Monday, February 28, 2011

This Week at Liberty 02/28/2011

The intake total for the year is currently at 132.
This week we'll highlight some of the individual birds/animals that are here in our care, plus some shots of what eagles have to go through prior to being released. Also, the weather has again been an issue and it's probably a good thing that only the biggest and strongest birds (eagles and great-hoirned owls) are nesting right now.
Let's look at what's going on...
A beautiful GBH in breeding plumage.
The great blue heron that is in the water fowl pen is sporting his finest breeding plumage and hopefully will soon be released so he can do what he needs to do: contribute to the gene pool!
As soon as he has demonstrated his ability to fly well enough, he'll be taken back to the lake where he was rescued and allowed to return to his job of shore and shallow policing!
The harrier moves outside.
The pretty male harrier has progressed enough to be transferred to an outside enclosure. This will allow him to grow accustomed to the ambient temperatures as well as keep him from damaging his tail. He also eats much better on his own when he is out of the inside cage so this is a win-win deal for him. Next step: freedom! Another bird that needs to get back to replication!
A little hummer eats heartily.
This little hummingbird was dropped off at the emergency clinic last night and was looking fairly sad when I brought him in. By noon, he was standing on the basket and eating almost continually - a good sign! No obvious trauma, he was most likely just torpid from the cold.
Let the cuteness begin!
OK, so even though only eagles and owls (mostly!) are breeding now, bunnies pretty much breed all year, especially in Arizona! This little guy came in last week and was quickly transferred to a bunny care specialist. (It is getting close to Easter...!)
This is why they call them "Red-Tailed Hawks"!
The dark-morph RTH in last week's update displayed his defining field marking so vividly last week that I had to get this shot. No wonder this is one of the most requested feathers at the NEFR (Non-Eagle Feather Repository)!
Dr.Orr cleans a broken beak.
A wooden splint is glued in place.
A gila woodpecker was brought in from Superior last week. the little bird had a broken beak from hitting a window. Some birds fly into windows trying to drive off an intruder - only to discover that it was their own reflection. Glass is mostly impervious to feathers and small bird bones so the result is often an injured bird. In this case, Dr. Orr thought that since the beak wasn't broken all the way off, this wooden splint could be glued on with surgical CA adhesive to hold it in place while the beak healed.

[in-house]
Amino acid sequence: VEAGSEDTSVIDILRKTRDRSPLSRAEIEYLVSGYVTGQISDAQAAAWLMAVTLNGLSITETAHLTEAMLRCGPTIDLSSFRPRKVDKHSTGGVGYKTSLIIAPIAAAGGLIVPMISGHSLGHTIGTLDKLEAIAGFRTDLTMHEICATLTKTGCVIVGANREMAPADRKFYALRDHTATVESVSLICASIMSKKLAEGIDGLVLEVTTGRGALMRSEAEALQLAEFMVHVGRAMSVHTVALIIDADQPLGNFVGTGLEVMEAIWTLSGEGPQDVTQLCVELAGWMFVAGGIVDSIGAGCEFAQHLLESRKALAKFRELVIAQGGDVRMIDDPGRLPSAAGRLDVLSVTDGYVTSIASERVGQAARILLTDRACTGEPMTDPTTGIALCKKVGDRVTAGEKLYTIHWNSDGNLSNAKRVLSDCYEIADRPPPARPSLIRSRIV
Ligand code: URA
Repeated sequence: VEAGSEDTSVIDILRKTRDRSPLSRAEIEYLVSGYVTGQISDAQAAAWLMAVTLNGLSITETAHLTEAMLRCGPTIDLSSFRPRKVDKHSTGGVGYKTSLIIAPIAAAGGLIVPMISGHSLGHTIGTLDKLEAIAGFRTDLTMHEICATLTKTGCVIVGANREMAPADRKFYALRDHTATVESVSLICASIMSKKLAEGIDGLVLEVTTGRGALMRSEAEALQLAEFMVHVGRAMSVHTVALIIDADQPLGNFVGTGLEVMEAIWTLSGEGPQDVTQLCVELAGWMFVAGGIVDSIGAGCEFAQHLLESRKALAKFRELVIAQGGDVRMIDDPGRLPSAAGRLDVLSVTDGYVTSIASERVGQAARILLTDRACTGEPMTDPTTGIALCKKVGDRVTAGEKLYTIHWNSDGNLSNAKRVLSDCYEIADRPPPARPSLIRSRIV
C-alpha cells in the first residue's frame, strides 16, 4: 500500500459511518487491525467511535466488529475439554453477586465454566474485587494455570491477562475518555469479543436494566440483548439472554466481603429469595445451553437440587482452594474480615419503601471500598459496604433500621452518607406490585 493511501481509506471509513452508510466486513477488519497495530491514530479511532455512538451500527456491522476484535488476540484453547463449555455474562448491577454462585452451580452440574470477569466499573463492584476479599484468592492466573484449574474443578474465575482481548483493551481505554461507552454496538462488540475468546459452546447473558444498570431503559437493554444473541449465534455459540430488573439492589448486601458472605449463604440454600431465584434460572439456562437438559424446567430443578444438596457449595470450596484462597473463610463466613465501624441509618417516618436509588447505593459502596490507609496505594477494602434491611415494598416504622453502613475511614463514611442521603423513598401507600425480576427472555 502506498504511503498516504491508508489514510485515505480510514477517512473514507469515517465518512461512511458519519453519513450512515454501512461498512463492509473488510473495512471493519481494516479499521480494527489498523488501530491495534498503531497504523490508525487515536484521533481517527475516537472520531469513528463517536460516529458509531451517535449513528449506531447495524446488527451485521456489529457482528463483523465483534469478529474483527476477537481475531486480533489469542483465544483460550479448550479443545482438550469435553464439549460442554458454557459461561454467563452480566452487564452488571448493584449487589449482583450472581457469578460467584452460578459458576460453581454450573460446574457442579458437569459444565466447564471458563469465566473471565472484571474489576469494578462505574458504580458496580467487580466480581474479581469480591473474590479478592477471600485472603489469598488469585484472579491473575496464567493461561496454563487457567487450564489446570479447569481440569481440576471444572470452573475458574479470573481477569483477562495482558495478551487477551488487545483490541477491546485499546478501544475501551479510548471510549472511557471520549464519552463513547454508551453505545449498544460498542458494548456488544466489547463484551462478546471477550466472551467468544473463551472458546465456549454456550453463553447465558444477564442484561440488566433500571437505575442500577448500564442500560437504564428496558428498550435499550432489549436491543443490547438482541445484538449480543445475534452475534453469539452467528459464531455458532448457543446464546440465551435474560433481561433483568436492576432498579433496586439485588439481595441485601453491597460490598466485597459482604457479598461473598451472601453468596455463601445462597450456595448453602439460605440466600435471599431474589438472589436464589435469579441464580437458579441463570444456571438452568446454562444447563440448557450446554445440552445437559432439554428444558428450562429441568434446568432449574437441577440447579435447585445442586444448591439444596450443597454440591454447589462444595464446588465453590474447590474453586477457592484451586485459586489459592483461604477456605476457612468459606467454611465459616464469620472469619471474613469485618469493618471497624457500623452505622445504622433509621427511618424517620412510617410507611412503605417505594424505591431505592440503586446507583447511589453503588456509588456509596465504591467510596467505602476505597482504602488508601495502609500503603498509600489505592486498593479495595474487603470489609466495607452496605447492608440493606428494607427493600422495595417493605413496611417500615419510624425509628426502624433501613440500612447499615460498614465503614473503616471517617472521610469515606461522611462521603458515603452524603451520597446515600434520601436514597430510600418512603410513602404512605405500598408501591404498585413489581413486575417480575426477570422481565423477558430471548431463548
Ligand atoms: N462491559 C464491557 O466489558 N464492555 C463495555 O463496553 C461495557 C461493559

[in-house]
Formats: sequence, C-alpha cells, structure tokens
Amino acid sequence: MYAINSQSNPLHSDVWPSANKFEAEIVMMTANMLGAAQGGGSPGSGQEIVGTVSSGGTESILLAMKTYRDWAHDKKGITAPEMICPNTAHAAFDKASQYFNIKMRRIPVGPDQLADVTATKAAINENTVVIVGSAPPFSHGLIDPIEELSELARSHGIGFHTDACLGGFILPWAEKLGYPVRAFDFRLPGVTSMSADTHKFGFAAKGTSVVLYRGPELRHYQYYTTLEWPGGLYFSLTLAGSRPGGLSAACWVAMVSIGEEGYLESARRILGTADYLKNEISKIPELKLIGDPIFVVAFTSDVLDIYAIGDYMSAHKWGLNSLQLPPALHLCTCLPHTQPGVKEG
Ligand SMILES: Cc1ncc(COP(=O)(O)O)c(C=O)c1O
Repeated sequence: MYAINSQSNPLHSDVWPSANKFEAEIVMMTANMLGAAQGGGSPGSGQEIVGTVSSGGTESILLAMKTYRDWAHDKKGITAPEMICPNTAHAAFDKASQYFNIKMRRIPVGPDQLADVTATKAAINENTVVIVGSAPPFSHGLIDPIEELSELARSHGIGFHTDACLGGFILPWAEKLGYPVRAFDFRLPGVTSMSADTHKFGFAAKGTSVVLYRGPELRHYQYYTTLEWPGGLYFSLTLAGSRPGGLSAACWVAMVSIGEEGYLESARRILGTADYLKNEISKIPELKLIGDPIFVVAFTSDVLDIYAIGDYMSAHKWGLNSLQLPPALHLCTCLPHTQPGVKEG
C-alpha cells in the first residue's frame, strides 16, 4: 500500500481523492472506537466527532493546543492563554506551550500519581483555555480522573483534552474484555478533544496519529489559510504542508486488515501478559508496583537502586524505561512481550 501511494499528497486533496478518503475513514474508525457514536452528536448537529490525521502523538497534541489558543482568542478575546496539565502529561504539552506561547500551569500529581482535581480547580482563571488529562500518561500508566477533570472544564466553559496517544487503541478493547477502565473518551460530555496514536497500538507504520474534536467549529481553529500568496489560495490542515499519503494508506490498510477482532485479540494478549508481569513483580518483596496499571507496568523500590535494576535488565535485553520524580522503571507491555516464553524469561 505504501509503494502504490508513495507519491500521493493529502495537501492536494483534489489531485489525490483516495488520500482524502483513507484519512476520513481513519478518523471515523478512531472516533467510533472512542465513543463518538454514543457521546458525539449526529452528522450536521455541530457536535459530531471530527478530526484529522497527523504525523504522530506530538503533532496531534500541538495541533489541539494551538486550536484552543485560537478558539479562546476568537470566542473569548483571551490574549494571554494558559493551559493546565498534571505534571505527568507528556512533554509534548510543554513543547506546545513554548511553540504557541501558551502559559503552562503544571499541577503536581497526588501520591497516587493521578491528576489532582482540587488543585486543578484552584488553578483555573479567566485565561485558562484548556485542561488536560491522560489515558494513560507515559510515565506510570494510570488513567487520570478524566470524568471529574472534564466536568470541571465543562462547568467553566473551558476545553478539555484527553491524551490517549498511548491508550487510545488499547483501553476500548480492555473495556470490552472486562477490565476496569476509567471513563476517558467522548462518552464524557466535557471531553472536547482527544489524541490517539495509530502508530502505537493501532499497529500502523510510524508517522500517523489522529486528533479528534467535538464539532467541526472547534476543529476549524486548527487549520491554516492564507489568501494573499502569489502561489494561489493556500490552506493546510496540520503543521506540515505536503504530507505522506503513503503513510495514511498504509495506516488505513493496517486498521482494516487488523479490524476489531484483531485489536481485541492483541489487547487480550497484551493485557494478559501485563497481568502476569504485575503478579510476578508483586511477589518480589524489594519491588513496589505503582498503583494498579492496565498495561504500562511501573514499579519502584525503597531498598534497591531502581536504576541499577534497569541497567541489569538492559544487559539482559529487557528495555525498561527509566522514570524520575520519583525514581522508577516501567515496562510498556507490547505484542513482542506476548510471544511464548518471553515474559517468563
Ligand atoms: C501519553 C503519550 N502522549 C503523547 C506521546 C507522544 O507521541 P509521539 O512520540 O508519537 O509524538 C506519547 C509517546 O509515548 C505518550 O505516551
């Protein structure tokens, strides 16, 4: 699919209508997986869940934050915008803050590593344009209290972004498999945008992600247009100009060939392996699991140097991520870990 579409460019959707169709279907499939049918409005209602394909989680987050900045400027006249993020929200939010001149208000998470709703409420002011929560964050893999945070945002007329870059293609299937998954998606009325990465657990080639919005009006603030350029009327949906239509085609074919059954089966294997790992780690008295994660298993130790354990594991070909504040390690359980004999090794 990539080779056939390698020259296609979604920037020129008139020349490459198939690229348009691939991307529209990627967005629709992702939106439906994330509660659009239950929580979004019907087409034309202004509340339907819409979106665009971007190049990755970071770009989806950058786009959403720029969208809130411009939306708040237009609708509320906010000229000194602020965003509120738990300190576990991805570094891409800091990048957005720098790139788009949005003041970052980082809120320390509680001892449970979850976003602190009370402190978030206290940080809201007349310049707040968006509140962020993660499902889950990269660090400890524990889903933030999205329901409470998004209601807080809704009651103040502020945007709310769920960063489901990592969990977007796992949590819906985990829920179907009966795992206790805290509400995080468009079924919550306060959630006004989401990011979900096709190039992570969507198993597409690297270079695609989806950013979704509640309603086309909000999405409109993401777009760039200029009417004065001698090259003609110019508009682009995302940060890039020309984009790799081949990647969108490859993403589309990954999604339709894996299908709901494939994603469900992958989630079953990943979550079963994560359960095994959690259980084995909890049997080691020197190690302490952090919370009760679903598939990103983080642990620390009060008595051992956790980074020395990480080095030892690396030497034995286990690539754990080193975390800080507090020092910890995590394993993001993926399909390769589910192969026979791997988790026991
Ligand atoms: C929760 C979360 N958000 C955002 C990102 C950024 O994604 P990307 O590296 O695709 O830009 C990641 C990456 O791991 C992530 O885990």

The bald eagle with the X-Files eyes...!
The beak is measured next...
...followed by the tarsi.
Red is for "Rehab".
Bald eagles get two bands: one federal, one state.
Jan gives her beak a final trimming.
All the measurements are recorded.
The female bald eagle that came in last year is finally ready to be released. The surgeries to repair her broken wing healed and she has demonstrated her ability to fly in the 60ft. flight enclosure. Last week Kyle from AZG&F came by to measure, weigh, and band her. He carefully used a micrometer to record the length of her talons, the length and width of her beak, and the diameter of her tarsi (legs), all of which were recored. Then her applied two bands, one silver - the federal band, and one red (for "REHAB") - the state tag. These are so she can be identified both close up and at a distance. Now, it's all up to her!
The golden gets his feet checked.
A good cleaning is in order.
Kyle carefully mic's the talons.
Kyle weighs the bird - almost 10 pounds!

Red shoes for his last pair!
In the enclosure next door to the big bald, was this male golden. Dave Kendall brought him down from the northern edge of the state last year and he gradually grew healthy in our care. The last hurdle he had to jump was a case of "bumble-foot." This is a foot infection some heavy birds develop for unknown reasons. After his feet were checked and wrapped one more time (with dazzling red wraps!), he went through the same measurement routine with Kyle, except he only got one band (the silver federal variety!) God speed, big guy!

1 comment:

Gail said...

Great work Liberty Wildlife!!